The item follows on from ‘Land at Temple Circus – Engine Shed 2’, which describes the development to follow the Temple Gate gyratory removal. The picture shows the wire outlines of the proposed development viewed from the Temple Meads Station car park. On the left is the George and Railway Hotel, next Block A, Engine Shed 2, then Blocks B & C. Blocks B & C, the remainder would deliver 30,000 sqm of new office accommodation, 2,000 sqm of retail uses, public realm, landscaping, site servicing and car parking.
The Society welcomed the Council’s plan to realign the road junction to release land for development. This is an outstanding development opportunity made possible by the Temple Gate highway scheme and a major site in the Enterprise Zone (the Zone). If this development succeeds it should encourage further investment that would transform the appearance and business activity in the Zone.
The Society regrets that it cannot support this outline planning application whose height and mass conflicts with planning policy. The Spatial Framework for Temple Quarter Enterprise Zone (the Framework) provides a design framework to deliver the vision for the whole Zone. The Framework seeks to guide and shape an urban structure to promote and inspire enterprise and innovation. The Framework focuses on the layout of development, connections through the area and the design of the public realm. The Framework balances the protection of heritage assets with opportunities for their reuse to create a distinctive quarter with a blend of old and new. The Society is not encouraged by the proposal to demolish the Grosvenor Hotel; a locally listed building which is a ‘landmark’ building that creates local identity. Block B would be 8 storeys and Block C 12 storeys tall with a linking six floor block on the north-east side. The Framework recommends 4 – 6 floors for the Temple Meads City Gateway. The Council adopted the Framework as recently as October2016 following an extensive public consultation. The Framework would be meaningless and the preceding public consultation futile if within months of its adoption the Council ignored its clear, unambiguous recommendations.
The Society suggests an alternative development philosophy in place of Skanska’s conventual approach to build monolithic, ‘headquarters’ capacity buildings. A closer grain scheme of buildings with a larger footprint, lower heights and a redistributed public space could achieve the same or greater lettable space, an improved sense of place, be policy compliant and produce a commercially viable scheme. A human scale is the precondition to a successful public place. A close grain lower rise work quarter would make the Brunel Mile and Victoria Street more attractive to pedestrians and cyclists. These streets are primary pedestrian and cycling routes into the city. The scheme proposes a large new public place that would be overlooked by large, uniform office blocks. The public space, should be reallocated to several ‘pocket parks’ in spaces between the new buildings beside pedestrian routes. A factor behind the success of the Engine Shed has been the creation of cooperative working spaces. Small, informal spaces, large enough for outside catering, would be immediately attractive and a potent factor to support the development’s commercial success. The Society is impressed by the success of Wapping Wharf’s Cargo initiative with its independent retailers. The pedestrian and cycle flow around the Temple Meads City Gateway is heavier than on Goal Ferry Steps. The outline proposal offers insufficient benefits to the public realm to balance its lack of policy compliance. It would harm the setting and character of Temple Meads City Gateway and the nearby nationally important Listed Buildings and destroy a locally recognised building of merit.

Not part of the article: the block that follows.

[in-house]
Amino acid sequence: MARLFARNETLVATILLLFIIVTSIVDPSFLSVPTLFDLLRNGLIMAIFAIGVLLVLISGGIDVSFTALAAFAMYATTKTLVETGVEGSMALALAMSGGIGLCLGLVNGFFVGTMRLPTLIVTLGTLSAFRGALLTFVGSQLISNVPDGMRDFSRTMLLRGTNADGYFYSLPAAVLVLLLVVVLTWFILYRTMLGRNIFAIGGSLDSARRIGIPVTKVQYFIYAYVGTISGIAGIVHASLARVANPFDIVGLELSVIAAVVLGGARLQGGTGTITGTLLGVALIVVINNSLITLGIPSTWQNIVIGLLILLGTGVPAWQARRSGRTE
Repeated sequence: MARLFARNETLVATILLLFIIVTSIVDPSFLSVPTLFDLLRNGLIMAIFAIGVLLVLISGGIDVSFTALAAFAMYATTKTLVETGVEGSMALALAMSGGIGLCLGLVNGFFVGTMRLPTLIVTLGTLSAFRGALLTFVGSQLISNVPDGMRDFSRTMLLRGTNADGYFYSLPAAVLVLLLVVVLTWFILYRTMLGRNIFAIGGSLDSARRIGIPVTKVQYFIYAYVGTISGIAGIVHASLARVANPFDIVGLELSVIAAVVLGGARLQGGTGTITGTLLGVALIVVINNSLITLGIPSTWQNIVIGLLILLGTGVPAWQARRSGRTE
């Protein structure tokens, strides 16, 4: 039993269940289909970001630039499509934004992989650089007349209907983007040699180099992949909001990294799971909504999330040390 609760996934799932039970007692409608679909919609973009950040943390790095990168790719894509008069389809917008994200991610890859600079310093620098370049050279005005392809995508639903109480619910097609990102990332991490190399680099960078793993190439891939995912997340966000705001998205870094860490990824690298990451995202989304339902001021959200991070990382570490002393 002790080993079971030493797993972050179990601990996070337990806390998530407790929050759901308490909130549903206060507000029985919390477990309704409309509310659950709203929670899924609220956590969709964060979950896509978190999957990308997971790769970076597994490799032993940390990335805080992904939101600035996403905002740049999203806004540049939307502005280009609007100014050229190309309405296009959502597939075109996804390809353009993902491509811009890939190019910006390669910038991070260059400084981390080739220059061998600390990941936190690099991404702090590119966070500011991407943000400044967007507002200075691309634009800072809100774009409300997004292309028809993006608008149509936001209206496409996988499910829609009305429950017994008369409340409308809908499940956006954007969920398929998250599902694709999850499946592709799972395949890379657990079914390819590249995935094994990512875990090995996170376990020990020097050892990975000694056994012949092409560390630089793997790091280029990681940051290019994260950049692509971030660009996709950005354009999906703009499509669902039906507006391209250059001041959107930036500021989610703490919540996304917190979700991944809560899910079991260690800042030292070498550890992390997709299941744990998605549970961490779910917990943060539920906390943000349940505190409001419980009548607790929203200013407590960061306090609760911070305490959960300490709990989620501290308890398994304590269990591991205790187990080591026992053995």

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Bristol Civic Society's full response [PDF, 1.434MB] Right-click to download, click to view.